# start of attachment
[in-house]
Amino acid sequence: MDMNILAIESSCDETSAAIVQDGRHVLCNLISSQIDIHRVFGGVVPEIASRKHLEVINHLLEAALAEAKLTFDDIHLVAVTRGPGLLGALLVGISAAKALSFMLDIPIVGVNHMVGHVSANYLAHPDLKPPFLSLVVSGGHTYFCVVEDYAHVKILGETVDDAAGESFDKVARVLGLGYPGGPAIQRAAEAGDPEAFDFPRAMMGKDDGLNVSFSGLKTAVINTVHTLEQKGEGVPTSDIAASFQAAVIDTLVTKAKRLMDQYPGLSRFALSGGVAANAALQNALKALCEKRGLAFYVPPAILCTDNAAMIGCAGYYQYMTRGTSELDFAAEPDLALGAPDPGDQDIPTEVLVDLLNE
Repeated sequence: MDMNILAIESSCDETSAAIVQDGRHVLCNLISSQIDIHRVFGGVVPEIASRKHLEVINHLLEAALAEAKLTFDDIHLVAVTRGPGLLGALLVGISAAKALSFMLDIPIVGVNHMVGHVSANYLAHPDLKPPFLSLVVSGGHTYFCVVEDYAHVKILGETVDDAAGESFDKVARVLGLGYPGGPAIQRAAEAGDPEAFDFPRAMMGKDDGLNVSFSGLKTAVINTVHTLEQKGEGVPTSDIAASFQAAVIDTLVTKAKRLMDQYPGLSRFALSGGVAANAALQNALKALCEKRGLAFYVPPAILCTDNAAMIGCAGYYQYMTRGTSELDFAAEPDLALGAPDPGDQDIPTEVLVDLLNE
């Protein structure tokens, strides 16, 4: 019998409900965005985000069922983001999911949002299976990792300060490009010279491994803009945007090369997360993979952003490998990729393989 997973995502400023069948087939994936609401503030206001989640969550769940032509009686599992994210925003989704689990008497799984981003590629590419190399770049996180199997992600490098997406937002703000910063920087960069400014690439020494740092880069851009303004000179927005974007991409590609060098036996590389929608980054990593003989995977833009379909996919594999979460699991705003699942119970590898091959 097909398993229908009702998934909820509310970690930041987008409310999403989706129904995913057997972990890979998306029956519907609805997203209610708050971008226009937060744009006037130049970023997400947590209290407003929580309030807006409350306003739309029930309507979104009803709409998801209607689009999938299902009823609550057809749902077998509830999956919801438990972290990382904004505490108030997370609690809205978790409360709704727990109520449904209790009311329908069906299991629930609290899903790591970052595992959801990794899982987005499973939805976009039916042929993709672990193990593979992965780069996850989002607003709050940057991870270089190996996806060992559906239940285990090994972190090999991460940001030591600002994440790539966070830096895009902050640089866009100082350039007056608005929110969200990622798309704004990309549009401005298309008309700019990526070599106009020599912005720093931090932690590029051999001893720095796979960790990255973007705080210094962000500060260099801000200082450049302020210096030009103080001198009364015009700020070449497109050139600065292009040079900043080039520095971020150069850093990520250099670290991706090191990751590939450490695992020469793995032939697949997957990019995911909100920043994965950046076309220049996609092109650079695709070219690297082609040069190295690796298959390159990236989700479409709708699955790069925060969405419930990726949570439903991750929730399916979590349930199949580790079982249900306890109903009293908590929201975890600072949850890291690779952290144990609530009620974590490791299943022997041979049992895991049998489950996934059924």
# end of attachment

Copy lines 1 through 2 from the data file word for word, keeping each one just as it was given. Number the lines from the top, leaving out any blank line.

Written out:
[in-house]
Amino acid sequence: MDMNILAIESSCDETSAAIVQDGRHVLCNLISSQIDIHRVFGGVVPEIASRKHLEVINHLLEAALAEAKLTFDDIHLVAVTRGPGLLGALLVGISAAKALSFMLDIPIVGVNHMVGHVSANYLAHPDLKPPFLSLVVSGGHTYFCVVEDYAHVKILGETVDDAAGESFDKVARVLGLGYPGGPAIQRAAEAGDPEAFDFPRAMMGKDDGLNVSFSGLKTAVINTVHTLEQKGEGVPTSDIAASFQAAVIDTLVTKAKRLMDQYPGLSRFALSGGVAANAALQNALKALCEKRGLAFYVPPAILCTDNAAMIGCAGYYQYMTRGTSELDFAAEPDLALGAPDPGDQDIPTEVLVDLLNE